The Reporting of the Anti-Mubarak Protests
The events in Egypt and Tunisia have put UK news organisations in a bit of a tight situation. Until now, it has been easy to hide the western ally leaders around Africa and the Middle East from mainstream western news. Western governments have, as the BBC lightly put it “turned a blind eye to President Ben Ali's harsh suppression of dissent... and ignored the fact that... ordinary Tunisians suffered”. The question of why western governments ignored the suffering and supported this dictator was never asked in the mainstream news. When the people of Tunisia rose up to overthrow Ben Ali and people were dying on the streets, the reasons for the outrage could no longer be hidden, and Ben Ali as an individual was openly disgraced by the media. What now became important to hide was the allegiance of Ben Ali to western governments. The recent events in Tunis and Cairo have left little opportunity for the media to ignore the corrupt regimes, so the new challenge is to downplay western support for them.
On 17th January the BBC ran an article entitled “No sign Egypt will take the Tunisian road”, which reported the Muslim Brotherhood as a “banned Islamist movement” that left Egyptians feeling “disillusioned with the opposition”. The BBC did not take into consideration whether the Egyptians themselves would like the Muslim Brotherhood to rule, and they ensured to neglect stating that the Muslim Brotherhood was banned specifically by Mubarak because the political position of the USA/UK/Israel in the Middle East depends on them being banned. The BBC in its reporting rarely refers to the Muslim Brotherhood without using the word ‘banned’. They do not question why they are banned, or even whether it is ok to ban a political party for which the people have a degree of support from the electorate. The scare tactic at a time when so much public opposition is being voiced towards an existing regime is to invent a fear in the western world of the ‘extreme’ alternative, rather than expose the current existing extreme negligence of human rights and other atrocities. An interview with Kamal El-Helbawy of the Muslim Brotherhood on the Today Programme on 3rd February 2011 (audio is at the bottom of this text) demonstrates the severely biased western viewpoint of an opposition party in a country in which the UK has no business deciding on a government or policy.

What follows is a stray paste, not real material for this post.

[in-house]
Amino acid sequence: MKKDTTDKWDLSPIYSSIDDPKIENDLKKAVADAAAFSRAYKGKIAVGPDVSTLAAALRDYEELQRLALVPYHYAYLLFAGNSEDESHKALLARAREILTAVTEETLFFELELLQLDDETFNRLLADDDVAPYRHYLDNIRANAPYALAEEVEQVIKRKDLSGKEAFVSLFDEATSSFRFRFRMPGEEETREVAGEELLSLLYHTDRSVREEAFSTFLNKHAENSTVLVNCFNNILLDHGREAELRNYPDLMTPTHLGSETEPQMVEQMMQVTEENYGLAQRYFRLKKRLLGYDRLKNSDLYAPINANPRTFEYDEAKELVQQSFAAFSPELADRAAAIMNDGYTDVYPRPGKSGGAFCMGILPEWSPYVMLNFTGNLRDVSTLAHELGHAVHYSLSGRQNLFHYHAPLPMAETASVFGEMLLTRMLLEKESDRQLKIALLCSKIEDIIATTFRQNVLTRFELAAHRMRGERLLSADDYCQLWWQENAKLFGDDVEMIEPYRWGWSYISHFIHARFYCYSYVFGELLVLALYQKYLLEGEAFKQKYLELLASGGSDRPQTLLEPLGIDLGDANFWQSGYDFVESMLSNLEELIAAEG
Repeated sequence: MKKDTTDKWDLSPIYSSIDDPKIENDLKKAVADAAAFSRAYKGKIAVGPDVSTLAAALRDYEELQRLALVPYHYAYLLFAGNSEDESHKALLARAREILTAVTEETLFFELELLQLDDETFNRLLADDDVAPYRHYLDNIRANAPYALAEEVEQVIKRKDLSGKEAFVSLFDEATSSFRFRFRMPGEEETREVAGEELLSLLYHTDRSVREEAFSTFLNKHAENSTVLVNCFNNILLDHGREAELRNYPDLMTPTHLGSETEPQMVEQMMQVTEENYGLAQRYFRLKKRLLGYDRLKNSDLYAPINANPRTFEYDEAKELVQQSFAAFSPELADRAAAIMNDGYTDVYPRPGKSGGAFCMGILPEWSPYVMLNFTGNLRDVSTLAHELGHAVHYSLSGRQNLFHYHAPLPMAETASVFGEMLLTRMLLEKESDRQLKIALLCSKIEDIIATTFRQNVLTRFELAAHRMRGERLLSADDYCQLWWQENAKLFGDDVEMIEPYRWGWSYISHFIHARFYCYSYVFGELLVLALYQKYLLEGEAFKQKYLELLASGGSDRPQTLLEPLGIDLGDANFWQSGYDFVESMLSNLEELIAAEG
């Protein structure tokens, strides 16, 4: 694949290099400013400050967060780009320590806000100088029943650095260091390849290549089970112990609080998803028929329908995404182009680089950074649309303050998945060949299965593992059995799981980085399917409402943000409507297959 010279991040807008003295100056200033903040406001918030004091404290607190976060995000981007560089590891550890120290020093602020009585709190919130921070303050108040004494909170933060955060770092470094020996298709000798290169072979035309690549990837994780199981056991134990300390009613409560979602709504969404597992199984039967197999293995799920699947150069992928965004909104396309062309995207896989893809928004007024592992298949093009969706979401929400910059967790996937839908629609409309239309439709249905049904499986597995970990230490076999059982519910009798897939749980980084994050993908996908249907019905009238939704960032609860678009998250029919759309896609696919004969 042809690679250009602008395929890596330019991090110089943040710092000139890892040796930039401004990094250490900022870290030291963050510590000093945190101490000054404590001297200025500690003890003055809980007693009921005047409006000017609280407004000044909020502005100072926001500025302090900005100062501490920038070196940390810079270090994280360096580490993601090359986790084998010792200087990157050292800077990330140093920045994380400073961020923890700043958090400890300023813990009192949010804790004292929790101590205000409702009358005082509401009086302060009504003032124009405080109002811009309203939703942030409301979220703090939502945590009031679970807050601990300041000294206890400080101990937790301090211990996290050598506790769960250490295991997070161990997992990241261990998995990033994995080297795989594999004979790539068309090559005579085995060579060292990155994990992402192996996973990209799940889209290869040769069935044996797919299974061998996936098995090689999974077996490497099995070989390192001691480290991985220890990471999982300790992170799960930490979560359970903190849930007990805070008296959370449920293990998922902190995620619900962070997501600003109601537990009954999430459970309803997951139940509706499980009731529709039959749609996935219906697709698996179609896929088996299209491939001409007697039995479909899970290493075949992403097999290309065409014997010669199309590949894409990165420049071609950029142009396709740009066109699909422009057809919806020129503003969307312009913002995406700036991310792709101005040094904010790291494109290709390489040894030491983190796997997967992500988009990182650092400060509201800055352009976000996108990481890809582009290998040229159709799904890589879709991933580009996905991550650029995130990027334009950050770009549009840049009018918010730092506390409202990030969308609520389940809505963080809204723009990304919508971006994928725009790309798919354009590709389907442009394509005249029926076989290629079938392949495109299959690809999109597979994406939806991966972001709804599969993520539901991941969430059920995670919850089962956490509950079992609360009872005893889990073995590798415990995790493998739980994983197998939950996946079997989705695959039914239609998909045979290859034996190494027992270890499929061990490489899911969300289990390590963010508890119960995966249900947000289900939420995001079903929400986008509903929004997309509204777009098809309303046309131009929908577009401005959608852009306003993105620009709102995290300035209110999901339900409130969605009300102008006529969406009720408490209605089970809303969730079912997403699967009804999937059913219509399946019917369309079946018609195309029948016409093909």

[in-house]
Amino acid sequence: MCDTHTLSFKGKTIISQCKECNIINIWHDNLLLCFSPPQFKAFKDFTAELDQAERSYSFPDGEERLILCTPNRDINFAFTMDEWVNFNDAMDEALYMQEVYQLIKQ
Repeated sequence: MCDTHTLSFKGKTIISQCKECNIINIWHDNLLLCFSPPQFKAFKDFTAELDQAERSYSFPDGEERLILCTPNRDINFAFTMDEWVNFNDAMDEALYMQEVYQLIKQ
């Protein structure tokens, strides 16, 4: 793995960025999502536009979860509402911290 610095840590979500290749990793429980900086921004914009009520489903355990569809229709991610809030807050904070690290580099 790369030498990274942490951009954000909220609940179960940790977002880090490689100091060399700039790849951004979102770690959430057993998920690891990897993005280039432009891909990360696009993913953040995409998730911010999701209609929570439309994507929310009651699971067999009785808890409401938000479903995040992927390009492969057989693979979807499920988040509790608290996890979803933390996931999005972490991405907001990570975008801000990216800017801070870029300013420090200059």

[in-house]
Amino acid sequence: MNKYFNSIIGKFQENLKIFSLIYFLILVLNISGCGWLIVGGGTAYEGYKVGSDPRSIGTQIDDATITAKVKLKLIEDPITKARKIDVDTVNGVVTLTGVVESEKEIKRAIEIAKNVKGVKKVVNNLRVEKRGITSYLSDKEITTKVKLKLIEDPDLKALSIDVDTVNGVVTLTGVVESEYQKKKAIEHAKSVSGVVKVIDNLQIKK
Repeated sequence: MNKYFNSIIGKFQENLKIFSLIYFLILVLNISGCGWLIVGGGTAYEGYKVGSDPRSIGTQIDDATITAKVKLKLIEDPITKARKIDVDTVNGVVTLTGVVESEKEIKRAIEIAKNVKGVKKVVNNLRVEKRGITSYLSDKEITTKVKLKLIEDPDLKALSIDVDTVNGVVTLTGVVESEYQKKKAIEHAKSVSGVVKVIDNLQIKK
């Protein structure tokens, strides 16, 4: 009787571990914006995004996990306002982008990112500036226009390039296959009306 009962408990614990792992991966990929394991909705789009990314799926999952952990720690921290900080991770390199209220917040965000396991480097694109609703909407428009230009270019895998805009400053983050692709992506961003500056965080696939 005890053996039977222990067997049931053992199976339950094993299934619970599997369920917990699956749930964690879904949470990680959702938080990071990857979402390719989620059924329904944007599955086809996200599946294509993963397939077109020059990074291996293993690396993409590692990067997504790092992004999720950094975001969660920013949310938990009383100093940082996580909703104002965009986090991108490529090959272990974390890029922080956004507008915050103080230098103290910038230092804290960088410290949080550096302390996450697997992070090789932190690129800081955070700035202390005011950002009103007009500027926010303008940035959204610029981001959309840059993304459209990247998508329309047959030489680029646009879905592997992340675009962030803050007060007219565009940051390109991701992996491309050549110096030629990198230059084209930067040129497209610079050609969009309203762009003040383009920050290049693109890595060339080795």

Reporting on Israel’s feeling about losing Mubarak, the BBC takes their usual pro-Israel stance when they say that “the Blockade is aimed at weakening the Islamic movement Hamas which controls Gaza”. The flaw with this news is that it is untrue. The Gaza blockade was most recently built in 2001, while Hamas took control of the area in 2006. For the BBC to report the more harsh reality of the blockade would acknowledge UK support for a state which practices a regime arguably worse than apartheid on a severely suppressed population. President Mubarak is an ally who has openly supported the blockade and even built his own high-security barrier in 2004 as a ‘security measure’ against ‘terror’. When Mubarak built his wall in 2004, there was no media condemnation of has atrocities, but now because of the public outrage he is as an individual being held accountable for the works of an entire regime funded by US ‘military aid’ of $1.3bn annually and supported politically by the UK. While it is justified to blame only the leader, the reality of the reason that Mubarak alone (and not the entire regime) is held accountable by the media is that the USA can continue to form a ‘transitional’ government headed by the current vice president Omar Suleiman, a close ally of the USA and Israel.
The media has for some reason decided that we in the west should be allowed to have a say in Egyptian politics. Of course for decades western governments have put a number of leaders into power in the Middle East, but it has been relatively well hidden until now. Leaders like Mubarak are quoted as 'allies' to the western world, however it is less public that they are often the recipients of a great deal of help from the west. Recent reporting about the US plan to remove Mubarak gives the impression that it is entirely normal for the Obama administration, and not the people of Egypt, to decide who should now lead the country. Western governments have turned their back on Mubarak as an individual, but not on the regime which has ensured that the majority of Egyptians live in a society ridden with poverty and little regard for human rights.
The hope of the Egyptian people is that they will be able to vote for and elect their leader through a true democracy, without western intervention. With so many reports of the USA wanting to ‘implement democracy’ (without even questioning why the USA should decide who leads Egypt), the western hope is that a substitute very similar to Mubarak will be put in place. The UK media’s propaganda about the Muslim Brotherhood and their reports that the USA is planning for the ‘smooth transition of power’ help to keep the western populations in ignorance about the lives of Egyptians and obsessed with a fear of 'extremism'. The grim reality is that this way, western powers will attempt to maintain their stranglehold over the Middle East and ensure that the people of Egypt do not get the freedom for which they are fighting so hard.
Listen to the BBC Radio 4 Interview with Kamal El-Helbawy from 3rd February 2011, demonstrating the assumptions and bias common in western media when discussing the Muslim Brotherhood:
|Categories in which this article appears: Egypt | Politics | Israel | Middle East | Democracy ||
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